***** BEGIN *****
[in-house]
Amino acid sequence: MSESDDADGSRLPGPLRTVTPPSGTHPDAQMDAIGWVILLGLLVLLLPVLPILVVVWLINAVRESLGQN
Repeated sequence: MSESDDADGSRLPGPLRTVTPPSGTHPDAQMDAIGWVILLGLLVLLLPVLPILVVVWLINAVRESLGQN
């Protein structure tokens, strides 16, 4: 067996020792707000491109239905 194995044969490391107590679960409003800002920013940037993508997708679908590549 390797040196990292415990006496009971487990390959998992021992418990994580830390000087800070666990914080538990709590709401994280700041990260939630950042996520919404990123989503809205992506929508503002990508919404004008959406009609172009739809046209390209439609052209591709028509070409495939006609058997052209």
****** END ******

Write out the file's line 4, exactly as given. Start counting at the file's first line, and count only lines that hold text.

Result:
């Protein structure tokens, strides 16, 4: 067996020792707000491109239905 194995044969490391107590679960409003800002920013940037993508997708679908590549 390797040196990292415990006496009971487990390959998992021992418990994580830390000087800070666990914080538990709590709401994280700041990260939630950042996520919404990123989503809205992506929508503002990508919404004008959406009609172009739809046209390209439609052209591709028509070409495939006609058997052209």